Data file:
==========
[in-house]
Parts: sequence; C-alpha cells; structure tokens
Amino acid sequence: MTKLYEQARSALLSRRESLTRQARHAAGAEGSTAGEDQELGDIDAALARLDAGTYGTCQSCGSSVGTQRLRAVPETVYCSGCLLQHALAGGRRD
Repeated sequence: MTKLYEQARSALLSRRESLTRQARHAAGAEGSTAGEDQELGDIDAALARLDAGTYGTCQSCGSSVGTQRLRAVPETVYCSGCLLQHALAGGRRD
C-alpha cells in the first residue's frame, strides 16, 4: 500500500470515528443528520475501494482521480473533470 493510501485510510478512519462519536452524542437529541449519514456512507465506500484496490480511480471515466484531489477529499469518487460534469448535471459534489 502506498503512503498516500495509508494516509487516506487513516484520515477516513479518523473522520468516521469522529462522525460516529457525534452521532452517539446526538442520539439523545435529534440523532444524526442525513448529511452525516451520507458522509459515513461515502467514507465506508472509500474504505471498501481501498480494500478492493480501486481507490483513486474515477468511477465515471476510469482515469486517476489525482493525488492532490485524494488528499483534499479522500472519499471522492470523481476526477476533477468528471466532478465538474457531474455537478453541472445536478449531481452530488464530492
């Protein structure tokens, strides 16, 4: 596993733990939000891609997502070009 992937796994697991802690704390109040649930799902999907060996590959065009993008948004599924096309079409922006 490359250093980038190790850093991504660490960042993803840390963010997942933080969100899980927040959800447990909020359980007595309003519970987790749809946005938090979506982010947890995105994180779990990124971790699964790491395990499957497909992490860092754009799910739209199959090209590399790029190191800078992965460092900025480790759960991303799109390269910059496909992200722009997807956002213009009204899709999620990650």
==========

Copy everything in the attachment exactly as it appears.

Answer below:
[in-house]
Parts: sequence; C-alpha cells; structure tokens
Amino acid sequence: MTKLYEQARSALLSRRESLTRQARHAAGAEGSTAGEDQELGDIDAALARLDAGTYGTCQSCGSSVGTQRLRAVPETVYCSGCLLQHALAGGRRD
Repeated sequence: MTKLYEQARSALLSRRESLTRQARHAAGAEGSTAGEDQELGDIDAALARLDAGTYGTCQSCGSSVGTQRLRAVPETVYCSGCLLQHALAGGRRD
C-alpha cells in the first residue's frame, strides 16, 4: 500500500470515528443528520475501494482521480473533470 493510501485510510478512519462519536452524542437529541449519514456512507465506500484496490480511480471515466484531489477529499469518487460534469448535471459534489 502506498503512503498516500495509508494516509487516506487513516484520515477516513479518523473522520468516521469522529462522525460516529457525534452521532452517539446526538442520539439523545435529534440523532444524526442525513448529511452525516451520507458522509459515513461515502467514507465506508472509500474504505471498501481501498480494500478492493480501486481507490483513486474515477468511477465515471476510469482515469486517476489525482493525488492532490485524494488528499483534499479522500472519499471522492470523481476526477476533477468528471466532478465538474457531474455537478453541472445536478449531481452530488464530492
């Protein structure tokens, strides 16, 4: 596993733990939000891609997502070009 992937796994697991802690704390109040649930799902999907060996590959065009993008948004599924096309079409922006 490359250093980038190790850093991504660490960042993803840390963010997942933080969100899980927040959800447990909020359980007595309003519970987790749809946005938090979506982010947890995105994180779990990124971790699964790491395990499957497909992490860092754009799910739209199959090209590399790029190191800078992965460092900025480790759960991303799109390269910059496909992200722009997807956002213009009204899709999620990650």